How the European Union Functions
The 28 nations that belong to the EU work together by participating in a number of common institutions, which set policy and promote their common interests. Here are some of the major ones [source: Archick]:
- The European Council develops the strategies that guide EU policies, and is composed of the heads of state of the member countries, in addition to the president of the European Commission (whose function we'll explain in a minute). The council also has its own president, who is appointed by the member countries.
- The European Commission in some ways is like the executive branch of the U.S. government, in that carries out the policies developed by the European Council. It's composed of one commissioner from each EU nation. One serves as commission president, while the others handle various portfolios, from agriculture to trade policy.
- The Council of the European Union, aka the Council of Ministers, represents the national governments of EU members. The council might bring together all of the nations' agriculture ministers to discuss farm policy, for example, or convene foreign ministers to talk about how to deal with the Middle East. The council enacts legislation, usually based upon proposals offered by the commission and approved by the European Parliament.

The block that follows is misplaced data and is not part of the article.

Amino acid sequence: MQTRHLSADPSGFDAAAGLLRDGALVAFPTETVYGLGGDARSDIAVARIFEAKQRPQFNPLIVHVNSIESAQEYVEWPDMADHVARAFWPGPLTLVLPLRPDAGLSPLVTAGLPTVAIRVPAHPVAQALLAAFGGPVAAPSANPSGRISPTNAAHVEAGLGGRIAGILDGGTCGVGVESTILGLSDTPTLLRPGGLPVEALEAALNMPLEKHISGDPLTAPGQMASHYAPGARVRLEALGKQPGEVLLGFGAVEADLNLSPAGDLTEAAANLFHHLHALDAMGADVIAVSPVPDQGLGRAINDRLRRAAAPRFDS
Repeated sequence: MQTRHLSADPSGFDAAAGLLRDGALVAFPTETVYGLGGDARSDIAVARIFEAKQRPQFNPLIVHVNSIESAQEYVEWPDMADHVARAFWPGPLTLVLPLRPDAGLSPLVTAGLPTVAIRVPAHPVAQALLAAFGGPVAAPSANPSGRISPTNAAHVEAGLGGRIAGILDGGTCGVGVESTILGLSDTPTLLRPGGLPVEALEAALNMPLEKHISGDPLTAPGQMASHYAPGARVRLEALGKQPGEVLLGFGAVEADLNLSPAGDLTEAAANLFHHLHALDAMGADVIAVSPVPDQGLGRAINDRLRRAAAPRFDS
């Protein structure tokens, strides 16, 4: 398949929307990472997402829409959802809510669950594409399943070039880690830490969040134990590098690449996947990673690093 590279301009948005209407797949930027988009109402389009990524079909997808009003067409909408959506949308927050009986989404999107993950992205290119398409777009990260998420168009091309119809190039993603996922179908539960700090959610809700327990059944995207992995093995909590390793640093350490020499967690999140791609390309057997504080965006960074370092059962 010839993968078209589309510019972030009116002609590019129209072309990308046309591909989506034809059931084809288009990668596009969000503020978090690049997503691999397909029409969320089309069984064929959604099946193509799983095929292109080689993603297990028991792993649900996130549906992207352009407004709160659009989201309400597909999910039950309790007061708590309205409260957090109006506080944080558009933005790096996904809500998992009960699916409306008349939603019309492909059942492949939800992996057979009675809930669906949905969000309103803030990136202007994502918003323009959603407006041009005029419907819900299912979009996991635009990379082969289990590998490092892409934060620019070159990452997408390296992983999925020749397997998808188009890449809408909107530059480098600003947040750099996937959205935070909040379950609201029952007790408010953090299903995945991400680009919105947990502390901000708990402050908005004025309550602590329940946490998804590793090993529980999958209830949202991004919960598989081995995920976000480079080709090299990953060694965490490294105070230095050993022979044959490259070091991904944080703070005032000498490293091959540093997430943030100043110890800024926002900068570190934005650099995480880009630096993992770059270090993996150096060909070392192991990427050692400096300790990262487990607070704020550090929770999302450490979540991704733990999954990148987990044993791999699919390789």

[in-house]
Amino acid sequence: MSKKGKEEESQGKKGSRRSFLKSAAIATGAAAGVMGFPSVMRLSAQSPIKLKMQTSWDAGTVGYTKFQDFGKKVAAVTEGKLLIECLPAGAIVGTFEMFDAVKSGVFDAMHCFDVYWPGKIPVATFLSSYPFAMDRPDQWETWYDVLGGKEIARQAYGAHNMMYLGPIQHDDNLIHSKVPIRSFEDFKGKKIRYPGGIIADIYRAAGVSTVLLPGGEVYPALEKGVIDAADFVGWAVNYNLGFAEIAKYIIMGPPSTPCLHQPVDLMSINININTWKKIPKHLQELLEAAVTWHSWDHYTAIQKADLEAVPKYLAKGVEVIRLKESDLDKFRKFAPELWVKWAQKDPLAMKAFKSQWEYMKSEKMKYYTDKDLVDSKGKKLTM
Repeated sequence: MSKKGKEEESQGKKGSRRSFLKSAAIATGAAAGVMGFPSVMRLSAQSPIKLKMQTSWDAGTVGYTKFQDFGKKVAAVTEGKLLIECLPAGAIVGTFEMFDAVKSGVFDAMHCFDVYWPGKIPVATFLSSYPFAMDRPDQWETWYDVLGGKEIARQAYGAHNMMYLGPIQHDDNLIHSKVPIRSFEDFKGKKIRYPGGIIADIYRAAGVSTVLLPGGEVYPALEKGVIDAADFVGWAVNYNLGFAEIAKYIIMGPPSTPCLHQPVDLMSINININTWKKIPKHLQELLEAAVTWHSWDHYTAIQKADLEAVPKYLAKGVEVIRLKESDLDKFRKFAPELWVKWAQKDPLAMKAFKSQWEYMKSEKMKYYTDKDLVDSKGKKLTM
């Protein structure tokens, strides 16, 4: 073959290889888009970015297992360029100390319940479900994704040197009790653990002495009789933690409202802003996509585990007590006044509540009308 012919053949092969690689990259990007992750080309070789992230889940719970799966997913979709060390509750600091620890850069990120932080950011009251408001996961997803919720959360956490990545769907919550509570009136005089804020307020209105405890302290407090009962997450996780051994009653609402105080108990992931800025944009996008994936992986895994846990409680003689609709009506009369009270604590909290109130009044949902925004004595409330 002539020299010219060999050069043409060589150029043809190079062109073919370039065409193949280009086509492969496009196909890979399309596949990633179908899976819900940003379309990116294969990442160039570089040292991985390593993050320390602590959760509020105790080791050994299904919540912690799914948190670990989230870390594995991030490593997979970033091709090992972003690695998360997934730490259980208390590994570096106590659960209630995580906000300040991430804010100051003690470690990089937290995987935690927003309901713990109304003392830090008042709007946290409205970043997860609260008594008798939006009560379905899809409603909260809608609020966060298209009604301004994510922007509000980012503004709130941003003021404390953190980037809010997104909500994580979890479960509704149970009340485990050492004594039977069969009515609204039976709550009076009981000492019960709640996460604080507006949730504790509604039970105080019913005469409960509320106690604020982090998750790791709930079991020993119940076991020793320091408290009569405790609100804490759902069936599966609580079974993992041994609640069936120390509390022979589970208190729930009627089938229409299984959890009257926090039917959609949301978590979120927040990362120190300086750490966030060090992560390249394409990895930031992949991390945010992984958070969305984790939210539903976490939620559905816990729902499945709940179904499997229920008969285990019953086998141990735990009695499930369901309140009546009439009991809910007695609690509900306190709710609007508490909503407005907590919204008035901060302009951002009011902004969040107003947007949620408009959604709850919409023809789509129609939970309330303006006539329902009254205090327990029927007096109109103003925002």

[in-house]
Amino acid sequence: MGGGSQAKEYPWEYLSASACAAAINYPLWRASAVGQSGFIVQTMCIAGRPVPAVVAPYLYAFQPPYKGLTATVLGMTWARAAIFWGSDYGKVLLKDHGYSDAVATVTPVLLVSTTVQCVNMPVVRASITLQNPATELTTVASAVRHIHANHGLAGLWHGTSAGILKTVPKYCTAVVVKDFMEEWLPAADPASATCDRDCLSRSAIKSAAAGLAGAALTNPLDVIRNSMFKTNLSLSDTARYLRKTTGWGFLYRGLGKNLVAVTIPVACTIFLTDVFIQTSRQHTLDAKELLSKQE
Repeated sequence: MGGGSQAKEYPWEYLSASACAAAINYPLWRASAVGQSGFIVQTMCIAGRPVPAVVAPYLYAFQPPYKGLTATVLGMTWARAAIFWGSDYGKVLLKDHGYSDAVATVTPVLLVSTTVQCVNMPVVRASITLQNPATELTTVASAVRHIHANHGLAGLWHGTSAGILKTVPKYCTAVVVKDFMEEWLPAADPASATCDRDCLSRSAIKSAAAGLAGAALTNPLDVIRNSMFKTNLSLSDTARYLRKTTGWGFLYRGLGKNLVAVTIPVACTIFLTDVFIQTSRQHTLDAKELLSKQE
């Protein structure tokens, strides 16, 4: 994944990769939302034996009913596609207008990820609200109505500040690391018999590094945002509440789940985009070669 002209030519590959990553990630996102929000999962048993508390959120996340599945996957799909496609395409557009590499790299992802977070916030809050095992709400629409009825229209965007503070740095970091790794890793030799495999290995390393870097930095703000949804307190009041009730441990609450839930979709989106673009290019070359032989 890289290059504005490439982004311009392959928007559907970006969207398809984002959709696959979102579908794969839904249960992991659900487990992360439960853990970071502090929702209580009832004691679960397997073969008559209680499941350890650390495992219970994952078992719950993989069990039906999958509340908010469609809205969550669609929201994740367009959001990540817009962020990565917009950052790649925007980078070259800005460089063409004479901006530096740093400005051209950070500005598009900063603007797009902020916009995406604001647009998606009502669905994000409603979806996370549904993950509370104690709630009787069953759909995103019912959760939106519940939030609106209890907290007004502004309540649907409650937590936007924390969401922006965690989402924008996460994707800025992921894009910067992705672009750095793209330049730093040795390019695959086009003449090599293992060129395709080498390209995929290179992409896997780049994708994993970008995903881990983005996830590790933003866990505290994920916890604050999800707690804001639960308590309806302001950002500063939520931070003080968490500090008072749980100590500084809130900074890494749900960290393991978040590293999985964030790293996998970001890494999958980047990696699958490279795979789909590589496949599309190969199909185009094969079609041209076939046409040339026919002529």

- The European Parliament represents the ordinary citizens of EU countries. It has 751 members who are elected to five-year terms, and countries are represented in proportion to population size. Unlike, say, U.S. Congress, the EU parliament can't write or enact legislation by itself, but in conjunction with the council, it helps decide how the EU's budget is spent.
- The Court of Justice interprets EU laws and issues binding rulings.
- The European Central Bank controls the euro and manages the union's monetary policy.
Decisions taken by the EU regarding economic and social policies are legally binding on all member nations, as long as the majority votes for them. However, for issues relating to security, agreement must be unanimous. One government can veto a decision and end it. For issues relating to justice policy, unanimity was also required, but in 2009, the Treaty of Lisbon changed that to a majority agreement.